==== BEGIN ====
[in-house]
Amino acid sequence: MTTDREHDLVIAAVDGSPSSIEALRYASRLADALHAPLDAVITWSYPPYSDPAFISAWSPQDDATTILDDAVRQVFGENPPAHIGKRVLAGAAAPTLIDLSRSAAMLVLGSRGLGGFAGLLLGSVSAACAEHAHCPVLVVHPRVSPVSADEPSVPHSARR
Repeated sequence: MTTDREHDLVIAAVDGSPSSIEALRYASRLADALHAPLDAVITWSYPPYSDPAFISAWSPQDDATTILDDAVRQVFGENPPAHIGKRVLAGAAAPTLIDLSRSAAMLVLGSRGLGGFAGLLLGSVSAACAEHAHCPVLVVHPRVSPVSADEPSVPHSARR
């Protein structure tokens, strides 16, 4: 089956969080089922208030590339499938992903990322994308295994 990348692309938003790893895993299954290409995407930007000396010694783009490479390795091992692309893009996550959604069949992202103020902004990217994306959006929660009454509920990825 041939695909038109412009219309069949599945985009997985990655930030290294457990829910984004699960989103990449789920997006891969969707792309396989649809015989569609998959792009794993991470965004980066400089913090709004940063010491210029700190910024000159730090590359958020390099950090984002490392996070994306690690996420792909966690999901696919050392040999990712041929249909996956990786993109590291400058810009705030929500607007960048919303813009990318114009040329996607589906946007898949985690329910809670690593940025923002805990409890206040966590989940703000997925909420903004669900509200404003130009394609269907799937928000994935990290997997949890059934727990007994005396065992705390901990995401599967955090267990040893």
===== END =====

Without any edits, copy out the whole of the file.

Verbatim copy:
[in-house]
Amino acid sequence: MTTDREHDLVIAAVDGSPSSIEALRYASRLADALHAPLDAVITWSYPPYSDPAFISAWSPQDDATTILDDAVRQVFGENPPAHIGKRVLAGAAAPTLIDLSRSAAMLVLGSRGLGGFAGLLLGSVSAACAEHAHCPVLVVHPRVSPVSADEPSVPHSARR
Repeated sequence: MTTDREHDLVIAAVDGSPSSIEALRYASRLADALHAPLDAVITWSYPPYSDPAFISAWSPQDDATTILDDAVRQVFGENPPAHIGKRVLAGAAAPTLIDLSRSAAMLVLGSRGLGGFAGLLLGSVSAACAEHAHCPVLVVHPRVSPVSADEPSVPHSARR
């Protein structure tokens, strides 16, 4: 089956969080089922208030590339499938992903990322994308295994 990348692309938003790893895993299954290409995407930007000396010694783009490479390795091992692309893009996550959604069949992202103020902004990217994306959006929660009454509920990825 041939695909038109412009219309069949599945985009997985990655930030290294457990829910984004699960989103990449789920997006891969969707792309396989649809015989569609998959792009794993991470965004980066400089913090709004940063010491210029700190910024000159730090590359958020390099950090984002490392996070994306690690996420792909966690999901696919050392040999990712041929249909996956990786993109590291400058810009705030929500607007960048919303813009990318114009040329996607589906946007898949985690329910809670690593940025923002805990409890206040966590989940703000997925909420903004669900509200404003130009394609269907799937928000994935990290997997949890059934727990007994005396065992705390901990995401599967955090267990040893």